This study aims to determine the effect of greenhouse gas (GHG) emissions on economic performance in terms of energy costs for an industrial wastewater treatment plant. Also, the mitigation of GHG emissions was aimed at using process modification to obtain possible reductions in energy costs. Optimum energy consumptions were reported for the minimum GHG emission using the Data Envelopment Analysis (DEA) and Monte Carlo simulation model. In this paper, a new empirical approach has been developed depending on the GHG emissions for estimating the economic performance of the wastewater treatment plants. The results revealed that nitrous oxide (N2O) emissions led to the highest energy costs among direct emissions. In the second stage of the study, the effects of design conditions on GHG emissions and energy costs were investigated. If the aeration tank is operated at 24 h of hydraulic retention time (HRT) and 22 days of solid retention time (SRT), then, on an average, 27, 27.9, and 30.7% of reduction in energy costs in terms of direct carbon dioxide (CO2), methane (CH4) and nitrous oxide (N2O) emissions, respectively, is observed in the plant. These reductions corresponded to approximately 17.33 €/kWh of cost-saving in this plant.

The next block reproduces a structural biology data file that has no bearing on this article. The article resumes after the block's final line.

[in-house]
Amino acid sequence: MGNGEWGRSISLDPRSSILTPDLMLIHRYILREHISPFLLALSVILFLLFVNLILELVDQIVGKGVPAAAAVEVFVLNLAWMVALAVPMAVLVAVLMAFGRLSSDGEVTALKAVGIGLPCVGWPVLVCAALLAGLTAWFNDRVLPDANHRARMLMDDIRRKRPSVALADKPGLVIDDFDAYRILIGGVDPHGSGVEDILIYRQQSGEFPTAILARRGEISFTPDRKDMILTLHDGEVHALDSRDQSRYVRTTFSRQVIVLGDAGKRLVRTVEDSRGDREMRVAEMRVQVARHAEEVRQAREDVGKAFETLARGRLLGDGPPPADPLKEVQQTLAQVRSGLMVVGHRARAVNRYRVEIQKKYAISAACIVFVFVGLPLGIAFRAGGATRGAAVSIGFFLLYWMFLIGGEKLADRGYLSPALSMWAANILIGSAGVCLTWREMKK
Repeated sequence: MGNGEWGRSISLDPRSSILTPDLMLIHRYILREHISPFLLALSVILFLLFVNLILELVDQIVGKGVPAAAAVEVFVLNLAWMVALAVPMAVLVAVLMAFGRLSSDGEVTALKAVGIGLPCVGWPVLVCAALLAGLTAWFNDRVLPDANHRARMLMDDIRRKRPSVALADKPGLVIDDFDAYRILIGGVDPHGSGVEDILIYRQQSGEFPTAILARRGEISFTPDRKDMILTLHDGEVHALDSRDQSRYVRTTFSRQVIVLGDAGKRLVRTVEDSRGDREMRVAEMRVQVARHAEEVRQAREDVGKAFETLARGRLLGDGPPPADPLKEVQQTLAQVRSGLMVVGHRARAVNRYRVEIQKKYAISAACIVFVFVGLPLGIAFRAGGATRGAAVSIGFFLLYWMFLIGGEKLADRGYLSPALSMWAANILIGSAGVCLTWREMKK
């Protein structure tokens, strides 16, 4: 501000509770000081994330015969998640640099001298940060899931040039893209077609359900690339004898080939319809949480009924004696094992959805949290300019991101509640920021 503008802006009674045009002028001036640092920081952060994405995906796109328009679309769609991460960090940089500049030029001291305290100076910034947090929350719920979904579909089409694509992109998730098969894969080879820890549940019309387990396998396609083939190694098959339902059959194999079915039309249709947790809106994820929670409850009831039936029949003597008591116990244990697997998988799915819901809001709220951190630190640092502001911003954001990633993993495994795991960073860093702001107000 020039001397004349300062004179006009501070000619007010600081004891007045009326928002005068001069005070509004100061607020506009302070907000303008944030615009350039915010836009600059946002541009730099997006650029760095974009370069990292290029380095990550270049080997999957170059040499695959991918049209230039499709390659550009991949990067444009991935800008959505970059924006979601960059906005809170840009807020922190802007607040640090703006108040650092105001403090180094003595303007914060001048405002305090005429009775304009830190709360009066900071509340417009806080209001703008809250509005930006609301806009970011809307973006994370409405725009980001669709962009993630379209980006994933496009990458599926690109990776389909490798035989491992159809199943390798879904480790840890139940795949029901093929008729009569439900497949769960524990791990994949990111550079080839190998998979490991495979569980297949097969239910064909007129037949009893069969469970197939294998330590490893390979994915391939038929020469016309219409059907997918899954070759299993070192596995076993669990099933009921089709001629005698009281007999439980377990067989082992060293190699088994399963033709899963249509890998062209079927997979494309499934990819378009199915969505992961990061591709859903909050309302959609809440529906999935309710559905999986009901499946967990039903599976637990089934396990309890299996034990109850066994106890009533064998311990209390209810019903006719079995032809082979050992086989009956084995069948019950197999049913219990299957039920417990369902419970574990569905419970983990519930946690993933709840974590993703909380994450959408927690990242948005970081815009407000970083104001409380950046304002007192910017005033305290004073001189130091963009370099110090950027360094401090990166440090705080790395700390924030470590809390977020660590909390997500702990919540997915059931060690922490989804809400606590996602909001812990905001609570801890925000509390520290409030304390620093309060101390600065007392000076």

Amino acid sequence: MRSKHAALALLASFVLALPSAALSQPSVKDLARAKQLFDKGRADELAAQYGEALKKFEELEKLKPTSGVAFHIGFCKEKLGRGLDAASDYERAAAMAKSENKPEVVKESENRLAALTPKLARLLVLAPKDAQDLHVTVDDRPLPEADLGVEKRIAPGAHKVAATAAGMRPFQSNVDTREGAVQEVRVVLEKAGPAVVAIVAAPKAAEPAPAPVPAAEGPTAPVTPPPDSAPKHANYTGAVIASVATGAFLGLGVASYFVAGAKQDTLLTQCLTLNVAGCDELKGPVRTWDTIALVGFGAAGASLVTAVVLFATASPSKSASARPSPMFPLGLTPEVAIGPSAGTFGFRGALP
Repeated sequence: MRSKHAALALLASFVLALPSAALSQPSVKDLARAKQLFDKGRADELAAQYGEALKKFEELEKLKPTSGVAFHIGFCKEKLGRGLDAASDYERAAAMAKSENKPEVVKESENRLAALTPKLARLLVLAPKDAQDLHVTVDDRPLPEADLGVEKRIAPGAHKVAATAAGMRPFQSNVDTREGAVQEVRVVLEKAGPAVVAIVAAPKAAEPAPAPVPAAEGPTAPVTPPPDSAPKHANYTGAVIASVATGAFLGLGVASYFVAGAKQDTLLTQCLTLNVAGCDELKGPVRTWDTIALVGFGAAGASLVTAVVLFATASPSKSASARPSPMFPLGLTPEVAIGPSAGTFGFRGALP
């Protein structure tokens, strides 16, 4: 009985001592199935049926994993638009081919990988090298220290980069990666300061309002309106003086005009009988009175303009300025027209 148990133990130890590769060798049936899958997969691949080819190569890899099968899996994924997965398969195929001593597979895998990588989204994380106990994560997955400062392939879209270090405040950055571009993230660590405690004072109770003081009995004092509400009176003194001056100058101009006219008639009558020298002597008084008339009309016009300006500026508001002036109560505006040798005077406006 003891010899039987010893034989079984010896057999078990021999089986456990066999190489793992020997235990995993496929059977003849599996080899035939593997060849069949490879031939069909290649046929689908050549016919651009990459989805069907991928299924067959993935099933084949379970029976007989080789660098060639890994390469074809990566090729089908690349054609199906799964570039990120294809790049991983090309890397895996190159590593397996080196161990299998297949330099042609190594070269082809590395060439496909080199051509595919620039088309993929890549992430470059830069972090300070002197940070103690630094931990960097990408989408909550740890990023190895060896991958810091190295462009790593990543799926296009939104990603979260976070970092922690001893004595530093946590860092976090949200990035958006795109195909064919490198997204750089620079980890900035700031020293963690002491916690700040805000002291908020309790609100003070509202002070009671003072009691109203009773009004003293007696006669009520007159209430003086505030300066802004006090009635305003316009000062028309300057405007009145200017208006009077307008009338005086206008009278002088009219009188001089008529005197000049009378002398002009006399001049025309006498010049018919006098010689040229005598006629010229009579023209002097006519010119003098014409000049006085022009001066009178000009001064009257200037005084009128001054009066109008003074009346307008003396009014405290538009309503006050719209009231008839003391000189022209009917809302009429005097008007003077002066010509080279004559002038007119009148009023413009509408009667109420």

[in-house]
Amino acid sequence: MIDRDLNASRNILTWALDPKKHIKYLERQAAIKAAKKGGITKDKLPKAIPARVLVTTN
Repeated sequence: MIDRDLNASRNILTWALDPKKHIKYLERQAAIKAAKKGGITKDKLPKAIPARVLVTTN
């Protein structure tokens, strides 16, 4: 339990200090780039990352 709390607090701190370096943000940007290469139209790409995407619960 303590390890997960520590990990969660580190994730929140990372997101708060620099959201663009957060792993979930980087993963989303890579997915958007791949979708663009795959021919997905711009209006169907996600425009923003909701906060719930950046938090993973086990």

A new empirical approach based on the GHG emissions has been developed.
Process modification has been applied to mitigate GHG emissions and economic performance assessment was fulfilled in situ GHG emissions under design and operational conditions.
It would be a significant reduction (averagely 32.7%) in GHG emissions within the scope of compliance with the EU Green Deal.